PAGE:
Cystic Fibrosis Canada gives donors reasons to donate

This year's holiday campaign continues the non-profit's integrated approach to reach outside its community.

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Cystic Fibrosis Canada is aiming to continue expanding its community of donors and volunteers with an emotional, integrated approach in this year’s holiday fundraising campaign.

Every day in December, the organization is sharing stories of a different person living with cystic fibrosis, be it a child who has the disease or a family member supporting them. Each story is presented as a different “Reason to Give,” providing a snapshot that people can relate to, even if they have never dealt with cystic fibrosis themselves.

The stories in “31 Reasons to Give” are being shared through photos and videos on social and web platforms, as well as the organization’s direct and email marketing. Cystic Fibrosis Canada worked with production house Viva Media on the photography and videos for the campaign, with social change agency Grassriots managing online elements. It also worked with Engaging Networks on its online fundraising platform.

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Jennifer Nebesky, interim co-CEO and CMO at Cystic Fibrosis Canada, says the organization has typically done well connecting with what she calls the “CF circle,” people who have been personally impacted by the disease. The org traditionally targets this group with direct mail and events, but last year it made an effort to better integrate its messaging across direct, digital and social in its first fully integrated holiday campaign. That campaign took an emotional approach – showing the moment different families found out a child had cystic fibrosis – so it could connect with a broader audience, no matter which touchpoint exposed them to the stories for the first time.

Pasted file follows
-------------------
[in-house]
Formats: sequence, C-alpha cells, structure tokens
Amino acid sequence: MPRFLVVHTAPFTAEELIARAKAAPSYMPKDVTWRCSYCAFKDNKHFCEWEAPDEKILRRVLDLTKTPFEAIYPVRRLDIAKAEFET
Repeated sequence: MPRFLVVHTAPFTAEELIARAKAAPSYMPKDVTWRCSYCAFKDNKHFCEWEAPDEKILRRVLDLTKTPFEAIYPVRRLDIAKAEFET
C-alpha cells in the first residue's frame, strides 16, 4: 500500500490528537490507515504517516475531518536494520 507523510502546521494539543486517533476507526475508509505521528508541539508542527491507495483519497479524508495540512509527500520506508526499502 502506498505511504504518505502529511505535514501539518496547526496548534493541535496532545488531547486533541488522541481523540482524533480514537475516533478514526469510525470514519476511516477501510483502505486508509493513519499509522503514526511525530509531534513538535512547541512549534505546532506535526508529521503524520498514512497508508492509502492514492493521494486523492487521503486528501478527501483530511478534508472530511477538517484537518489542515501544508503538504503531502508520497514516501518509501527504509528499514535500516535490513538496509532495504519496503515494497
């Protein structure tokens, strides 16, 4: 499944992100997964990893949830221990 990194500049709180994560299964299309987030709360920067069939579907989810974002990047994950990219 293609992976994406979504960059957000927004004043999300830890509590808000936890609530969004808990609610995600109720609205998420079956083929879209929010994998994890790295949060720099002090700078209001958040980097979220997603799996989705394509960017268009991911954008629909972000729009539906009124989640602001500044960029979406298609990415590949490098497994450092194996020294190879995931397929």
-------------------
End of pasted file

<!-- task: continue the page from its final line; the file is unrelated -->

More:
“Since the stories were inspiring, but also human and relatable, we drew in more people,” Nebesky says. “It engaged people who didn’t really know about CF through that shared experience that they could imagine themselves going through.”

She adds that last year’s holiday campaign got 11,000 new people involved with Cystic Fibrosis Canada, be it as a new donor or as a volunteer. So far, this year’s campaign has already exceeded its fundraising goal, doubling the amount raised last year.

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In May, the organization took its new integrated approach to an advocacy campaign that encouraged people to sign a petition to improve access to medication. It took a “day in the life” approach, showing friends and loved ones as they care for people dealing with cystic fibrosis.

The results from the last two campaigns were what convinced the organization to again focus on the “human stories” for this year’s holiday campaign.

“These campaigns have showed us that the general public really connects with our community,” Nebesky says. “Building off everything we learned, we were able to see that it was the people in our community that were inspiring those outside of it to give and get involved.”

Nebesky says it will take the learnings and develop a new integrated campaign in 2018, which will aim to further create a “big picture, omnichannel journey” for potential new donors and volunteers to get involved.